Macerating or sewage pump toilets may be an option where pumps are necessary to push waste uphill to reach a drainage system. Some models are designed to receive drainage from not only a water closet but also lavatories and bathtubs/showers within the same room. These systems liquefy waste and then pump it to the designated drainage system. These systems typically allow the waste to be pumped through a smaller diameter pipe. Such systems contain mechanical pumps and moving parts essential for their functionality. These do work well, but permanent, long-term installations may require maintenance. 

What about freezing conditions? Tiny houses built on a lifted frame may contain exposed supply lines, drain-pipes, traps, vents and other piping or tubes subject to freezing. Insulation is the first resort against freezing. You may want to consider sealing and insulating the perimeter of the house. Hose bibbs should be frost-proof, with integral backflow prevention capabilities or as required by the local jurisdiction. The UPC guides the end-user to bury the supply piping not less than 12 inches below the local frost line for protection. The NSPC and UPC require specific minimum vent terminal sizing, above, below and through the roof to prevent these vent pipes from freezing. 

For example, the NSPC says, “Where the Authority Having Jurisdiction requires protection against frost closure, vent terminals less than 3-inch pipe size shall be increased at least one pipe size to not less than 3-inch size. Where an increase is necessary, the increase in size shall be made inside the building, at least one foot below a roof or ceiling that is thermally insulated and in an area not subject to freezing temperatures.”


So far, we have discussed general plumbing provisions that pertain to all plumbing systems, regardless of size. The 2021 NSPC contains a new appendix (Appendix L) for tiny houses. The appendix separates the provisions between single tiny houses (Part I) and tiny house communities (Part II) as there are distinct requirements for “tiny house communities” that are not required when a lot contains a single tiny house. Section L.2.1 of the NSPC defines a tiny house community as follows: “Tiny House, Community: A structure(s), where erected, is 400 square feet (37 m2) or less, and of not less than two structures in the same lot.”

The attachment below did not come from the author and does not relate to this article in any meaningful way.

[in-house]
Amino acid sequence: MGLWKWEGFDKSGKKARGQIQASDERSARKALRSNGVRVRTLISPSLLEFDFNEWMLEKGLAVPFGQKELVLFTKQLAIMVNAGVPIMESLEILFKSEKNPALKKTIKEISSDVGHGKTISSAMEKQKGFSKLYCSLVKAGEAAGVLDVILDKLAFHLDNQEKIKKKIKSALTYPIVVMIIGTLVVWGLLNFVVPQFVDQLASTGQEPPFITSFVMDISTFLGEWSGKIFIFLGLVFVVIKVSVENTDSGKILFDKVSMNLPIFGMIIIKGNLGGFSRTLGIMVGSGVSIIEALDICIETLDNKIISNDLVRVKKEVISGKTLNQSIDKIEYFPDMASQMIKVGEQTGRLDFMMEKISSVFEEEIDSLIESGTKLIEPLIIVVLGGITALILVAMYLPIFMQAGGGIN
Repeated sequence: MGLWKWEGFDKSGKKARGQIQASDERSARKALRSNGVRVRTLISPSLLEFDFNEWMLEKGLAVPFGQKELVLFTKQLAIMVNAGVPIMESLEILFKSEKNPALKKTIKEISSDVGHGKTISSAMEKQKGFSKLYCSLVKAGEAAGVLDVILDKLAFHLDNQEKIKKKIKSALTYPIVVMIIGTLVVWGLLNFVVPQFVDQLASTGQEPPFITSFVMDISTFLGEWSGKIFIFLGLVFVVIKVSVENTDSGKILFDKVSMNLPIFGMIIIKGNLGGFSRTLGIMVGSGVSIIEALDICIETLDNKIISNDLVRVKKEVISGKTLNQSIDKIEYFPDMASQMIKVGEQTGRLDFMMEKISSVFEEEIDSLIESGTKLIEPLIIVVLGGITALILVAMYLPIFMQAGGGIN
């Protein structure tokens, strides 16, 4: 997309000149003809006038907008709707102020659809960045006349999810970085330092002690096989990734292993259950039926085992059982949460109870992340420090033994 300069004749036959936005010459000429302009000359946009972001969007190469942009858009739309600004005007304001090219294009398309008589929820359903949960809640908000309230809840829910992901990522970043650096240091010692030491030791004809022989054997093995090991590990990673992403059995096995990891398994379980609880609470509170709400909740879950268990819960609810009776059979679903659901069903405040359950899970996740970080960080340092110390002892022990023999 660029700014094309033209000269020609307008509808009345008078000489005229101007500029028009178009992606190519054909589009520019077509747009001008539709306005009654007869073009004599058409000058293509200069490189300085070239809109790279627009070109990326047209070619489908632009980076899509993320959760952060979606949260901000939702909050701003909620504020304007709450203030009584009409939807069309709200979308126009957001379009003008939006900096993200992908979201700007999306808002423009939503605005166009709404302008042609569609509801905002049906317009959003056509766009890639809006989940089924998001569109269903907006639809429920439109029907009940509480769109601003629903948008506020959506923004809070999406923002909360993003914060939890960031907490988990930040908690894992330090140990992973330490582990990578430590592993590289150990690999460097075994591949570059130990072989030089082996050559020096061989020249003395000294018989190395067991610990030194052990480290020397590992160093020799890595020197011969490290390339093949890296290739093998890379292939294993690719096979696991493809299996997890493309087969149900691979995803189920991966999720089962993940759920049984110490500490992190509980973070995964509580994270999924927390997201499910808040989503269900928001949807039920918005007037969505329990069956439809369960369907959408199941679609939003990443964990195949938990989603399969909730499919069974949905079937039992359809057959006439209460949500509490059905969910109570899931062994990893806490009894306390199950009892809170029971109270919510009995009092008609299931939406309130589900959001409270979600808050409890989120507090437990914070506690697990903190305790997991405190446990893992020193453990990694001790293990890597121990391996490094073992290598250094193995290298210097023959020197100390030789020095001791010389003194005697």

The new appendix contains specific provisions for tiny houses such as requiring a kitchen with no fewer than one sink and a restroom with no fewer than one water closet, one lavatory and one water-tight bath, shower or combination bath/shower. Further, the new Appendix refers the reader to the appropriate code sections for ease of use of the code for compliance. 

The appendix also contains dimensional provisions for bathrooms, such as a minimum ceiling height no shorter than 6 feet, 8 inches (2032 mm) from the floor when measured at the center, front area of the fixtures. Ceiling heights above fixtures should not interfere with the fixture’s intended purpose.

Showers or combination bath/shower require a ceiling height no shorter than 6 feet-8 inches (2032 mm) where measured from the shower drain.

Because of spacing limitations, the provisions in the NSPC appendix give designers the minimum spacing requirements in tiny house restrooms with the intent that the space is usable, and the fixtures are placed with enough space to utilize safely.

There are many choices and possibilities when designing and building a tiny house. The UPC and NSPC are valuable documents giving the person appropriate guidelines for plumbing systems. Since the number one focus is health and safety of the public, these respected codes provide a wealth of information that will assist in completing a well-built tiny house plumbing system for years to come.